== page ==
To understand the insanity defense one must first understand the different types of mental illnesses and how they affect the way people act. According to The American Heritage Medical Dictionary, mental illness can be defined as, “Any of various psychiatric conditions, usually characterized by impairment of an individual's normal cognitive, emotional, or behavioral functioning, and caused by physiological or psychosocial factors (The Free Dictionary by Farlax, 2007, para. 1).” Some mental illnesses are more sever than others and not all mental illnesses can be blamed for a person committing a crime. Figure 1 illustrates the most common mental illnesses found in prison inmates and their symptoms.
Common mental disorders and the symptoms they cause
Delusions, hallucinations, paranoid behavior, angry outburst, lack of emotion.
Emotional highs (mania), crippling lows (depression), impulsive behavior, severe psychosis episodes that cause delusions and hallucinations.
Feeling down, suicidal thoughts, loss of interest in everyday activities, feelings of impending doom.
Impulsive behavior, strong emotions that frequently change, loss of control over emotions, sudden bursts of rage, suicidal thoughts and depression.
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All the above mental illnesses, if left untreated, may cause a person to act violently. With proper treatment people suffering from mental illnesses can be productive members of society. People with mental illnesses that have the potential to be rehabilitated should have that opportunity instead of suffering in prison. Without such an opportunity, there is a likelihood that person will return to or remain in prison.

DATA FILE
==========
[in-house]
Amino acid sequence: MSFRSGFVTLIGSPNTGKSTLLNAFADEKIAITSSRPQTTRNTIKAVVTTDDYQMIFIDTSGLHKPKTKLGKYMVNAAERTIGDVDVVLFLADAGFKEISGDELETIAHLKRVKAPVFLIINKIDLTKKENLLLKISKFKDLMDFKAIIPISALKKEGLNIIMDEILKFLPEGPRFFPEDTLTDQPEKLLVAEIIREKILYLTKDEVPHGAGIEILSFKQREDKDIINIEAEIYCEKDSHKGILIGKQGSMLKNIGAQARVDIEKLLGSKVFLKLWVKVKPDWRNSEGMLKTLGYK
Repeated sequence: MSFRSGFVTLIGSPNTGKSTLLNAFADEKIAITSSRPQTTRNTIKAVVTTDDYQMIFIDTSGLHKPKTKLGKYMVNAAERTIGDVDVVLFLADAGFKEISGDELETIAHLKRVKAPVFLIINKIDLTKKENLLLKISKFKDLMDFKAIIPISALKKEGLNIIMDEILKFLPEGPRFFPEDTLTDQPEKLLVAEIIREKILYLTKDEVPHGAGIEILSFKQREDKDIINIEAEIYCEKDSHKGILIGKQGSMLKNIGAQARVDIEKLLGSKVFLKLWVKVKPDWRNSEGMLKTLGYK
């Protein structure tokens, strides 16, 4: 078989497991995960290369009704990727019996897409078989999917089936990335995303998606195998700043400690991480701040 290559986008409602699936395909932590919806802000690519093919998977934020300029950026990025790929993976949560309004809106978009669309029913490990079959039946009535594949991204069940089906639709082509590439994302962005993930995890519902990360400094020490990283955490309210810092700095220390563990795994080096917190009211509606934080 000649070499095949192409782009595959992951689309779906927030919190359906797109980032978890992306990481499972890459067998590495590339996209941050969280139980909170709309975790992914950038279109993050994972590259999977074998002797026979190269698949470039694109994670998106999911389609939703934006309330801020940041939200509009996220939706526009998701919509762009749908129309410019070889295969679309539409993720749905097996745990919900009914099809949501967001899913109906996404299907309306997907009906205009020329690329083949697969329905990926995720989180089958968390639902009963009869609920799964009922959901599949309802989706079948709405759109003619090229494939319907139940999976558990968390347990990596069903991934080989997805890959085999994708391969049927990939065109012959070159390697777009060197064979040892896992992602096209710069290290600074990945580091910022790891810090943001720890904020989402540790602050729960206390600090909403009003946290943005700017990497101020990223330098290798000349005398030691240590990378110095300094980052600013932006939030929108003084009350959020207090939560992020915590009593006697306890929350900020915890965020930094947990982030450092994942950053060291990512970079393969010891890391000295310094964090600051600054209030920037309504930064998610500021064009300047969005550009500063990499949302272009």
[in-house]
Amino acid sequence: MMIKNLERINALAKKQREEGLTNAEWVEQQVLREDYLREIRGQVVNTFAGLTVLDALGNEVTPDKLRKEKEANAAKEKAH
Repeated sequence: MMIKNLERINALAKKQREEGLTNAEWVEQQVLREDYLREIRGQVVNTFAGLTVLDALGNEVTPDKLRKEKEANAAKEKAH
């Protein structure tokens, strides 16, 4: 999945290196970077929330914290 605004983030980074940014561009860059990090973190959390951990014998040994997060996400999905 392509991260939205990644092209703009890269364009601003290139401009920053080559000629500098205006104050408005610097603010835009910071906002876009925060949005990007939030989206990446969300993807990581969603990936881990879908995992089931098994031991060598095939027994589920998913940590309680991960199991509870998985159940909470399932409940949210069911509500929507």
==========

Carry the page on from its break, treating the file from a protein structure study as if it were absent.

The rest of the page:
Throughout history the court systems have taken special consideration for crimes committed by the mentally insane. The insanity defense can be traced back all the way back to the fourteenth century and has evolved with the court systems over the years. One of the first rules for determining if a criminal should be held accountable for ones crimes is the M’Naughten rule or Wild Beast rule. This rule states that “A defendant should not be held responsible for his actions if he could tell that his actions were wrong at the time he committed them (PBS, 2005, para. 1).” This rule came about after a Scottish wood cutter was acquitted of attempted assignation of England’s Prime Minister and murder in 1843 due to mental illness (PBS, 2005). Variations of the M’naughten rule are still used in some states today (PBS, 2005). While the M’Naughten rule is a good basis for determining criminal responsibility there is no consideration for crimes committed out of irresistible impulse. Certain mental illnesses such as schizophrenia or bi polar disorders cause people to commit crimes out of self control or impulse.
“In 1962 The American Law Institute or A.L.I founded a standard that took different mental disorders into account, this standard stated, ‘A defendant will not be held criminally responsible...